I had the chance to wear the Glashütte Original Senator Automatic during the 2016 Berlinale, Berlin’s Film Festival. While models from this line can look a tad old-fashioned, this model really hits the sweet spot in every way, hinting at traditionality while remaining fresh. And the addition of diamonds on the bezel, which is not usually my favorite type of design expression, just adds icing to the cake here.
Quite a while ago I was approached regarding an interesting project by my friend Anders Modig, who was in the throes of planning a large book project with the rather creative marketing and PR team at Glashütte Original. The book was to be a large compendium of, well, impressions of Glashütte Original by authors from ten different countries. And it was to be called ‘Impressions.’ So what’s it about?
Have you ever wondered how Titleist gets its logo on bumpy round golf balls? Well this is your lucky day as I’m about to discuss the secret of one very specialized printing process that goes on in the world and how it has its roots in watchmaking. In fact, you still see the results of this process every time you look at your watch dial.
in 2007, something a little lighter entered the Glashütte Original collection: a watch called the Senator Sixties, which could be even classified as fun. Building on that, the look of the new Glashütte Original Sixties Iconic collection features historic visuals created using the actual stamps of dial supplier Th. Müller utilized in the 1960s. But what will really take you by surprise is the range of funky colors.
Glashütte Original’s goal for the chronograph movement inside the new Senator Chronograph Panorama Date was to have balanced functions with reliability, legibility, and a feeling of luxuriousness. To achieve this, the company’s experienced team took the best elements of its previous chronographs, added the company’s signature panorama date, and created the automatic flyback Caliber 37-01.
The sixty-fifth edition of the Berlinale, Berlin’s Film Festival, captured the movie world’s attention for a week in February 2015. One of the biggest public festivals in the world (meaning anyone can buy tickets to attend the premiers), every year the Berlinale welcomes scores of Hollywood personas celebrating new movies. How did Glashütte Original get involved aside from name recognition?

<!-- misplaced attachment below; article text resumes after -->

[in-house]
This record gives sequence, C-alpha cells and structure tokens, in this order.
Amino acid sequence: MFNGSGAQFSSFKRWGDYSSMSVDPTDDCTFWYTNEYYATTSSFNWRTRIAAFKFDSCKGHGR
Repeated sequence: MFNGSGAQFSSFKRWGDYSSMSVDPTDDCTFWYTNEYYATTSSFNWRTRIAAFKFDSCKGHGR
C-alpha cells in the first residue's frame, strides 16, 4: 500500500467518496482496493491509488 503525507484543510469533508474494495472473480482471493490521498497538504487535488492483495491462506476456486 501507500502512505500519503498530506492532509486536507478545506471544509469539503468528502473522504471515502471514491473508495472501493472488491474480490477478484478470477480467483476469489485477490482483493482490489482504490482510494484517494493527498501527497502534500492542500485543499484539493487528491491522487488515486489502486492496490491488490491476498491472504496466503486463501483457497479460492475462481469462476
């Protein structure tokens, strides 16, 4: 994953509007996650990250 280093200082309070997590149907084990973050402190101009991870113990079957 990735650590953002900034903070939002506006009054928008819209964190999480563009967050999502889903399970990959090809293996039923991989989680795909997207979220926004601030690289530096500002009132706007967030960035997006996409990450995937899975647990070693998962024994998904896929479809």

In a recent article about the Glashütte Original PanoMaticInverse, author Joshua Munchow introduced the PanoMaticInverse’s distinctive three-quarter movement plate with a poem. We thought it was quite a good poem, and we think it deserves its own post. Why the three-quarter plate? In simple terms, three-quarter and full movement plates are the only way to absolutely know that everything is held perfectly in place with no possible chance of shifting or alignment issues.
The immaculately finished Glashütte Original PanoMaticInverse is a poetic ode to the three-quarter plate typical of German watchmaking. Perfectly befitting the “made in Germany” aesthetic and demand on quality, this intriguing wristwatch’s ingenious movement contains unexpected technical elements in addition to what might well be termed a permanent state of #CasebackThursday.
I clearly remember watching the history-altering events on television on November 9, 1989: the day that the Berlin Wall came tumbling down. Since then, watchmaking in Germany, just like the country as a whole, has undergone a lot of change. The rebirth of Glashütte’s horological industry is an unparalleled story, one coming with a great number of human-condition stories that will someday need lots of telling . . . and here is the first.
While the two most well known German brands are A. Lange & Söhne and Glasütte Original, there are quite a few smaller German brands deserving our attention. Some with names you may have heard of, a few you may not have: Glasütte Original, Nomos, Lange & Heyne, Tutima, Kudoke and Leinfelder